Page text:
DRIVING FORCES BEHIND THE CRISIS: A new report by the President’s Council of Economic Advisers (CEA) looks at some of the underlying forces that have driven this crisis.
- Today, CEA is releasing a report detailing some of the driving forces behind the opioid crisis.
- In order to effectively address this crisis, it is vital to understand the forces that are driving it.
- CEA’s analysis separated the crisis into two waves – first the large growth in prescription opioid related deaths that lasted through 2010 and the increase in illicit opioid deaths since.SURGE IN PRESCRIPTION OPIOID MISUSE: The first wave of the opioid crisis was led by a massive rise in the misuse of prescription opioids.
- A range of factors coincided with the first wave of the crisis, including lower prices, aggressive marketing by opioid manufacturers, and changing prescription practices.
- The first wave saw a rise in the availability of prescription opioids due to lower out-of-pocket costs, prescribing practices, illicit “pill mills,” deceptive marketing, and inadequate controls.
- Falling out-of-pocket costs for prescription opioids not only lowered the cost of misuse, but also coincided with lowered prices in the black market.
- Out-of-pocket prices for prescription opioids fell by 81 percent between 2001 and 2010.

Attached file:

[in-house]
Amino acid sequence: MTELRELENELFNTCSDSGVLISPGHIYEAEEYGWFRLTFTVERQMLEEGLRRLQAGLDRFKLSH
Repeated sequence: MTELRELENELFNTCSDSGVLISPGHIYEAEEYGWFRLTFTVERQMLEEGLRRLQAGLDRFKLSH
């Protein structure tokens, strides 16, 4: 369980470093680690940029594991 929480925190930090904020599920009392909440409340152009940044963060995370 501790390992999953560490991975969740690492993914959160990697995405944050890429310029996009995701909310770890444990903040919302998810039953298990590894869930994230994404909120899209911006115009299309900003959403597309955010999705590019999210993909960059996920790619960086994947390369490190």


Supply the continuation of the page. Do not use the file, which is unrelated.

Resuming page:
- One potential factor in falling prices was the large increase in the share of prescription opioids subsidized by public programs, which rose from 17 percent in 2001 to 60 percent in 2010.RISE IN ILLICIT DRUG SUPPLIES: The second wave of the crisis came as individuals struggling with addiction turned to heroin in place of prescription opioids.
- As new controls decreased access to prescription opioids, individuals with opioid use disorders began to substitute with cheaper and more available illicit opioids, such as heroin.
- The large numbers of people who struggled with addiction to prescription opioids led to an increase in demand for illicit opioids in the second wave.
- Mexican traffickers increased shipments of heroin to the United States and other foreign producers introduced synthetic opioids like fentanyl to respond to this demand.
- As more and more users turned to heroin, it has also been made even more potent as suppliers lace it with deadly synthetic opioids like fentanyl.
- From 2010 to 2017, heroin-related overdose deaths spiked from 3,036 to 15,482.
- Synthetic opioid overdose deaths increased from 3,007 in 2010 to 28,466 in 2017.EMERGENCY RESPONSE: President Donald J. Trump is working to cut off supplies of illicit opioids and address the oversupply of prescription opioids.
- President Trump signed legislation to help identify and disrupt shipments of deadly drugs.
- At President Trump’s urging, China has agreed to take measures to prevent trafficking of Chinese fentanyl and fentanyl analogues.
- During fiscal year 2018, Customs and Border Protection seized more than 2,000 pounds of fentanyl and more than 5,700 pounds of heroin.
- The Administration’s efforts have helped generate a decline in opioid prescribing nationwide.
- Recently, the Department of Justice brought the first ever criminal charges against a pharmaceutical distributor and its executives for their role in fueling this crisis.
- Click Here to Read the Full Report
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